A California federal judge on Wednesday tossed a suit brought by a Michigan attorney accusing a privately held software developer of denying his right to a $175 million stake, ruling the attorney didn’t act in the company’s best interests and the agreements he drafted were “plainly unfair.”
An Illinois federal judge on Tuesday approved an $8.25 million settlement between a class of former real estate trust shareholders and Five Mile Capital Partners LLC, ending a suit that alleged Five Mile breached its fiduciary duties when it merged with a real estate investment trust.
A Virginia federal judge on Tuesday consolidated four putative shareholder class actions against Kraft Foods Group Inc. that allege its planned, $45 billion merger with H.J. Heinz Co. gives preference to Heinz, ruling the suits are nearly identical.
In a recent ruling on challenges to interested-party buyouts, the Delaware Supreme Court clarified and strengthened a liability shield for independent directors, holding that shareholders can't sue the directors over business decisions without pleading non-exculpated claims against them.
A New York judge on Tuesday signed off on a $4 million settlement that narrows a shareholder derivative suit brought over the fallout from private equity firm Clayton Dubilier & Rice LLC's $610 million leveraged buyout of water treatment product company Culligan Ltd., a deal that will fund the litigation going forward.
Regions Financial Corp. will pay $90 million to settle allegations that the bank misled investors about company accounting after its 2006 buy of AmSouth Bancorp, it said Monday.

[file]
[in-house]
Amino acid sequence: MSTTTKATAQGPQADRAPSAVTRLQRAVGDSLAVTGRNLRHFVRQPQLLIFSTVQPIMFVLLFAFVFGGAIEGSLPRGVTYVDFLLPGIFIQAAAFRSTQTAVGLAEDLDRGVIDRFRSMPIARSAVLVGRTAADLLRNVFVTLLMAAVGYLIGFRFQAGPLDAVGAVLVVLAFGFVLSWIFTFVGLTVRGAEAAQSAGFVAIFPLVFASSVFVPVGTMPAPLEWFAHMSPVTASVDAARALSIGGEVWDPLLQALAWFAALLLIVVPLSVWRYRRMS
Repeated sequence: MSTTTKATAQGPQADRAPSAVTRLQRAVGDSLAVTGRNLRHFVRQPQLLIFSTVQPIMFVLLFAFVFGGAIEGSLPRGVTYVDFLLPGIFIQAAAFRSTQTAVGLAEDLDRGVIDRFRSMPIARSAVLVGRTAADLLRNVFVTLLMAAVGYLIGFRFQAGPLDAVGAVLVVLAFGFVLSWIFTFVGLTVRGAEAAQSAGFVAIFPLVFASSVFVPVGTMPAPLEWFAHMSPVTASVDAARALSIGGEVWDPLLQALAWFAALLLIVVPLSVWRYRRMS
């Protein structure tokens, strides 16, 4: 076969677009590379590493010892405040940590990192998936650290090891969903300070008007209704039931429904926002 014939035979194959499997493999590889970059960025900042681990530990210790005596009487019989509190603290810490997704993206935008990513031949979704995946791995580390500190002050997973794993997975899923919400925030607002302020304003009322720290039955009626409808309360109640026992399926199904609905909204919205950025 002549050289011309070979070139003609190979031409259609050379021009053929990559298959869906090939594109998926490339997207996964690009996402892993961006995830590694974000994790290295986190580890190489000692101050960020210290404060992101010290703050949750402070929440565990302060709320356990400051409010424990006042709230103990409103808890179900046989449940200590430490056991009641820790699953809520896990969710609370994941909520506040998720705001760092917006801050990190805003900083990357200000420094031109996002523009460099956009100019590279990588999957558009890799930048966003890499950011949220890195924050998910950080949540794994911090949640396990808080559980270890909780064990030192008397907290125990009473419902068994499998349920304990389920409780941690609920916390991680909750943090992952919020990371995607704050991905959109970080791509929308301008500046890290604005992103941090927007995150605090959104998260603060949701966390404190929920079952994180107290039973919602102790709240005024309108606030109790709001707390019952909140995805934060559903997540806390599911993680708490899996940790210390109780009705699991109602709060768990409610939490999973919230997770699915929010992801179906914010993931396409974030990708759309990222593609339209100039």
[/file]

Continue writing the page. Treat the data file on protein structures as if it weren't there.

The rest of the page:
A California federal judge on Monday tossed Novation Ventures LLC's $15 million lawsuit alleging that J.G. Wentworth Co. LLC's acquisition of competitor Peach Holdings LLC, known as Peachtree, amounted to an illegal monopoly in the structured-settlement market, saying Novation didn't show it suffered an antitrust injury.
A California federal judge on Friday threw out a MySpace.com owner's proposed class action accusing News Corp., Google Inc. and Ask.com’s owner of colluding to keep MySpace’s price down before its $580 million sale after the plaintiff failed to show up in court.
The California federal judge overseeing shareholder litigation over Hewlett-Packard Co.'s disastrous $11 billion Autonomy Corp. acquisition said Friday he'd allow Autonomy's CFO to intervene before a class action settlement is approved, saying it's clear the settlement's bar order could affect Hewlett-Packard's U.K. litigation against Autonomy.
Maryland utility regulators on Friday narrowly signed off on the $6.8 billion merger between Exelon Corp. and Pepco Holdings Inc., following the lead of regulators in New Jersey and other affected states and ignoring the calls of Maryland's attorney general and consumer advocates to reject the deal.
Delaware's Supreme Court ruled Thursday that independent directors can win dismissal from suits challenging interested-party buyouts of their companies if shareholders don't bring viable claims against them, reversing a pair of Chancery Court rulings.